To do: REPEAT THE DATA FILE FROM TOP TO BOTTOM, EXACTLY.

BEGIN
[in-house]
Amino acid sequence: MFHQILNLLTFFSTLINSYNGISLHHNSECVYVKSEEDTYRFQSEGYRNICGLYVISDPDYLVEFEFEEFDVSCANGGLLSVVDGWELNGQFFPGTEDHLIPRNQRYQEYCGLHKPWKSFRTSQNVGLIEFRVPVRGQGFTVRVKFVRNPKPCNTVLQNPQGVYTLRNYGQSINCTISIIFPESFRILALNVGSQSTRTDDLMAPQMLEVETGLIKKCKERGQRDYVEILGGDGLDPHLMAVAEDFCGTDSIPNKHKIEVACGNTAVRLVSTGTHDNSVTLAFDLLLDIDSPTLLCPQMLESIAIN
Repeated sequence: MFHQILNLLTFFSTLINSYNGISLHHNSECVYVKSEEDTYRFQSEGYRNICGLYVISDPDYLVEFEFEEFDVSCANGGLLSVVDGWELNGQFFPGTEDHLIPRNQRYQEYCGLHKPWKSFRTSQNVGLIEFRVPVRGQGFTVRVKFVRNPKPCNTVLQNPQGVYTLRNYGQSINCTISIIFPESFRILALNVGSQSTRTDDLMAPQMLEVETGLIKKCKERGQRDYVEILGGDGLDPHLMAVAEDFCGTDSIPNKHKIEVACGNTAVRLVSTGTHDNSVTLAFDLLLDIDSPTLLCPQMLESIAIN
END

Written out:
[in-house]
Amino acid sequence: MFHQILNLLTFFSTLINSYNGISLHHNSECVYVKSEEDTYRFQSEGYRNICGLYVISDPDYLVEFEFEEFDVSCANGGLLSVVDGWELNGQFFPGTEDHLIPRNQRYQEYCGLHKPWKSFRTSQNVGLIEFRVPVRGQGFTVRVKFVRNPKPCNTVLQNPQGVYTLRNYGQSINCTISIIFPESFRILALNVGSQSTRTDDLMAPQMLEVETGLIKKCKERGQRDYVEILGGDGLDPHLMAVAEDFCGTDSIPNKHKIEVACGNTAVRLVSTGTHDNSVTLAFDLLLDIDSPTLLCPQMLESIAIN
Repeated sequence: MFHQILNLLTFFSTLINSYNGISLHHNSECVYVKSEEDTYRFQSEGYRNICGLYVISDPDYLVEFEFEEFDVSCANGGLLSVVDGWELNGQFFPGTEDHLIPRNQRYQEYCGLHKPWKSFRTSQNVGLIEFRVPVRGQGFTVRVKFVRNPKPCNTVLQNPQGVYTLRNYGQSINCTISIIFPESFRILALNVGSQSTRTDDLMAPQMLEVETGLIKKCKERGQRDYVEILGGDGLDPHLMAVAEDFCGTDSIPNKHKIEVACGNTAVRLVSTGTHDNSVTLAFDLLLDIDSPTLLCPQMLESIAIN